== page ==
A passion to work in health and social care has driven a mum-of-two to battle against the odds and work her way up the allied health professional (AHP) ladder.
Despite starting her NHS career with a young family, therapy assistant practitioner Ginny Spencer is well on her way to becoming an occupational therapist (OT) after starting an apprenticeship this month.
With support from her team at East Suffolk and North Essex NHS Foundation Trust (ESNEFT), Ginny is now in on-the-job training, combining one day a week of study at the University of Essex with placements across the Trust, including Ipswich Hospital where she is based, and in community/neighbourhood settings too.
She said: “Doors are open for progression if people want it. I have felt really supported and encouraged to do additional learning and training. I feel so lucky.
“Up until four years ago I didn’t know what an OT was – I had wanted to be a nurse since I was eight – but things happen for a reason.
“I’m passionate about reablement and offering patients person centred care and recommendations to help them to complete everyday tasks. What OTs do is inspirational and the more I’ve worked with them I’ve just thought ‘I need to do this’.”
Ginny had her son Connor, now 16, when she was 17 and sat her A-levels when she was pregnant with him.
When Connor was two Ginny started a nursing degree, which she withdrew from after falling pregnant with her daughter Elsie, now 13. However, that was enough to spark her interest and passion to work in health and social care.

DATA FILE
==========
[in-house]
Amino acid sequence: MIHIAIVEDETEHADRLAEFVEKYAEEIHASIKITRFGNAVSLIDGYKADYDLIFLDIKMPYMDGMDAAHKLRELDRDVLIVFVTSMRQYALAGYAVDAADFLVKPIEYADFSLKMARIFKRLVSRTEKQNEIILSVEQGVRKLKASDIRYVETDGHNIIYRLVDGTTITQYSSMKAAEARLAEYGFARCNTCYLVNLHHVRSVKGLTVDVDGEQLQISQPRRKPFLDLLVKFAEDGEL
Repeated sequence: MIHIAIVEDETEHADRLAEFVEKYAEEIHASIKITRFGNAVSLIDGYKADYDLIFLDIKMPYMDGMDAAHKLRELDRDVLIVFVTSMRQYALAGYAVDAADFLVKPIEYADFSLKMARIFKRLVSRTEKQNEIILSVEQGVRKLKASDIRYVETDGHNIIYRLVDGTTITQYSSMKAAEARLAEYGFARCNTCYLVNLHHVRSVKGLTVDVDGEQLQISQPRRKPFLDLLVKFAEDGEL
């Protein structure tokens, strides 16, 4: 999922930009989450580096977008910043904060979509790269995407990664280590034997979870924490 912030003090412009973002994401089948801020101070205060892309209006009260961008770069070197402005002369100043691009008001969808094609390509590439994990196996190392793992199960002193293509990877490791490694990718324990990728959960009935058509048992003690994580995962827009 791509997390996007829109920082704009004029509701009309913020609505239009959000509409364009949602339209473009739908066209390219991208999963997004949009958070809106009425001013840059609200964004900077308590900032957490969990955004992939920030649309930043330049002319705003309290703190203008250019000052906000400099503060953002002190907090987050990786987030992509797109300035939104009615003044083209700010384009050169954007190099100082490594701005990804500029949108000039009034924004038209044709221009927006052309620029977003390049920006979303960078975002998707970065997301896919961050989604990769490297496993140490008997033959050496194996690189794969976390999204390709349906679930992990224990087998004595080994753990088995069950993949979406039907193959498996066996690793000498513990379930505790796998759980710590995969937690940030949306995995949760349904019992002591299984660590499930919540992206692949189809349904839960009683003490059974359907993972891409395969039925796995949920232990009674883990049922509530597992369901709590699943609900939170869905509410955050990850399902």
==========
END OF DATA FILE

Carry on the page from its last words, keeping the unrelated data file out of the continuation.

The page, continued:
Before joining ESNEFT Ginny worked in community care and support work roles.
She said: “I’m so pleased to be doing this apprenticeship. When I had to leave university, I was pregnant with my daughter, and I thought that was it. I don’t know how I got here – even now I think ‘how will I do this’ – but I hope my kids will be inspired by me.”
In her current role, Ginny supports her AHP colleagues, including OTs, physiotherapists and speech and language therapists and dieticians, as well as doctors and nurses, with key tasks. These include discharge planning, discussing a patient’s needs for their transition to home and what support they may need going forward.
She also helps with setting goals for patients, getting them up and about while they are in hospital to prevent deconditioning and rehabilitation work in collaboration with her peers.
“It’s given me a real insight into their roles which has given me the opportunity to see what they do and that I want to progress,” she said.
“I feel like my career path has fallen into place. I’m so excited about being an OT. What I have seen and learnt about the role already has just scratched the surface, and I’m eager to learn more – they (OTs) do so much.”Back to top